Canada is preparing to unveil a highly unusual immigration policy that will seek to increase the numbers of foreign nationals settling in the country.
Canada is preparing to unveil a highly unusual immigration policy that will seek to increase the numbers of foreign nationals settling in the country. The newcomers will be welcomed in their thousands but on one condition: that they live in remote rural areas.
The government of Jean Chrétien, the Prime Minister, is responding to the results of a national census released in March, which showed that the population growth rate had slowed to a historic low of 4 per cent a year. The picture of a greying nation – where the birth rate has sunk to an average of 1.49 children for each woman – immediately set off alarm bells.
Without strong population growth, there can be little hope of economic expansion. But while the national picture looked worrying, things looked worse in a study of demographic distribution. While a few metropolitan centres are bursting, the expanses of rural Canada are withering.
The census for 1996 to 2001 revealed, for instance, that the population of Newfoundland – which has been hit hard by dwindling Atlantic fish stocks – had fallen by 7 per cent. The number of people living in Yukon, once a boom territory for oil workers, was down by 6.8 per cent and the population of the Northwest Territories had shrunk by 5.8 per cent.
Canada already allows in twice the number of foreigners permitted to enter the United States, which has also, historically, used immigration as a means of nation-building. Now, however, Ottawa – and some of its provincial governments particularly – want to open the door wider.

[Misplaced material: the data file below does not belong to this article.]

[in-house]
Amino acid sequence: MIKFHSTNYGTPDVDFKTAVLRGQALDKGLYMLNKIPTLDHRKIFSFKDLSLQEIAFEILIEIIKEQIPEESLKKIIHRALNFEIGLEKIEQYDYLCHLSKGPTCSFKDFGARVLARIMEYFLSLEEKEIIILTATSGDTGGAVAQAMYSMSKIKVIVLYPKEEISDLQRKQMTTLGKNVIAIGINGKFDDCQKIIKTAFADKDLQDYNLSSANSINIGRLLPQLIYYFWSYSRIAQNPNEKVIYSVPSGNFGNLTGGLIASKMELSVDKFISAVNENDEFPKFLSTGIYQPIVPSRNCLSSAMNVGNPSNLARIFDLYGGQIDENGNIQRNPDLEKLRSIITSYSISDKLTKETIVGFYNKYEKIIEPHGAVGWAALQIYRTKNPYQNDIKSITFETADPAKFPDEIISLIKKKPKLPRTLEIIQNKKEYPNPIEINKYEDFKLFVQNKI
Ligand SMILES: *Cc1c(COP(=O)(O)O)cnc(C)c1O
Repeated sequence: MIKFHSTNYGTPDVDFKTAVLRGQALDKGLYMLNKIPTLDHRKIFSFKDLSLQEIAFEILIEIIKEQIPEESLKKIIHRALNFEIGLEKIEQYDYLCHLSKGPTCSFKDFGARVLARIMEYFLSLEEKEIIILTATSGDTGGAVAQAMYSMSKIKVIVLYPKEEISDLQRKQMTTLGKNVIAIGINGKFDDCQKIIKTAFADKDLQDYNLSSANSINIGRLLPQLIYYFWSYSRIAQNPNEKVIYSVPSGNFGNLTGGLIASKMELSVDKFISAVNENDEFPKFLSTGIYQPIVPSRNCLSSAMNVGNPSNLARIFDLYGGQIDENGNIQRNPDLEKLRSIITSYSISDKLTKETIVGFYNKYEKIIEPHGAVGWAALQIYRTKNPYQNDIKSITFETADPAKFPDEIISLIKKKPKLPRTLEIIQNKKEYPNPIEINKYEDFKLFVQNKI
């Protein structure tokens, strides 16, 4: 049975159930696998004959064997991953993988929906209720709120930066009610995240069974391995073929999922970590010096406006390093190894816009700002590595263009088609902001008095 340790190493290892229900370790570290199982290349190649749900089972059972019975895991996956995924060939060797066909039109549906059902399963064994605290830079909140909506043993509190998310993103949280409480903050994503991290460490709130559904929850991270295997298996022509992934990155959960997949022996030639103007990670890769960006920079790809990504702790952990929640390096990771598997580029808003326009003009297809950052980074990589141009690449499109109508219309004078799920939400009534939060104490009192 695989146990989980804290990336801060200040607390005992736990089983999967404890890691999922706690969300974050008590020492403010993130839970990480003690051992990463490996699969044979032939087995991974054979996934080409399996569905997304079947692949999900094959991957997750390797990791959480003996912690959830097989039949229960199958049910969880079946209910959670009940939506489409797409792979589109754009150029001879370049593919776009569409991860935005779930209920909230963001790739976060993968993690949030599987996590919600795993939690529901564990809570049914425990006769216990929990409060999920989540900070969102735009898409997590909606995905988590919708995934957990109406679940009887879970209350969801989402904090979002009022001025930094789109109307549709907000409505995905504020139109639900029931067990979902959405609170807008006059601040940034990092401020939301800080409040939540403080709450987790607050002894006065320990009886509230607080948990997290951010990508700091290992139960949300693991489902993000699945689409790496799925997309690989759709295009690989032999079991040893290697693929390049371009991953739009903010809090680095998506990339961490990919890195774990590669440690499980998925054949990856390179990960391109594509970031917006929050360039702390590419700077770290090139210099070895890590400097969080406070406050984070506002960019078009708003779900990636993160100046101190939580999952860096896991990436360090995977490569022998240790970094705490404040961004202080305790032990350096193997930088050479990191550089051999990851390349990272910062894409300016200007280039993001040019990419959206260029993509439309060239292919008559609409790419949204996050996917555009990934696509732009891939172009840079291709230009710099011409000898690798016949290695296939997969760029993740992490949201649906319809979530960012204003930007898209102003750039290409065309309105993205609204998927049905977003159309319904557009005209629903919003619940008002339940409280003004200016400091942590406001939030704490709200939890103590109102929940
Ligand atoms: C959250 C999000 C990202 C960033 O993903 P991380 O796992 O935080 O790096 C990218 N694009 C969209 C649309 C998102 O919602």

"We need to create more magnets for immigration everywhere," Denis Coderre, the minister of citizenship and immigration, told The New York Times. "It's a matter of population growth, labour supply, quality of life; the very future of our country." A new influx of workers would, for instance, help to reverse a narrowing of the tax base that is threatening the level of social services offered to Canadians.
What Ottawa is about to propose, however, is certain to stir political debate. Like every Western country, Canada faces strong resistance from some of its citizens to any increase in the number of foreign settlers. Critics of the new policy say that the immigrants will put new strains on healthcare and educational services.
All the problems associated with high levels of immigration – including the Balkanisation of communities and the racial tensions that inevitably follow – are already in evidence in the big cities, to which the newcomers are inevitably attracted when they arrive.
Tensions are especially obvious in Toronto, which becomes home to more than half of the 250,000 immigrants who are allowed into the country annually under existing rules.
Sending them instead to settlements on the tundra and the prairies seems an obvious alternative. The policy to be unveiled shortly by Mr Coderre will offer three to five-year work permits, with the prospect of citizenship thereafter, to thousands more immigrants, with the proviso that they live in far-flung places.
The move will be welcomed by the areas most scared of falling numbers. For years, many have been reaching out with advertising and recruitment drives for settlers from countries as far apart as China and Argentina.
The premier of Manitoba, Gary Doer, said: "For rural areas, if we're not in the process of growing, we're in the process of dying. So what we need is a targeted immigration policy."
The government, however, will face questions about the constitutionality of forcing new immigrants to live outside the big cities. And critics will ask the obvious question: once the newcomers have worked out their five years in the furthest reaches of Yukon, what is to stop them moving to Toronto?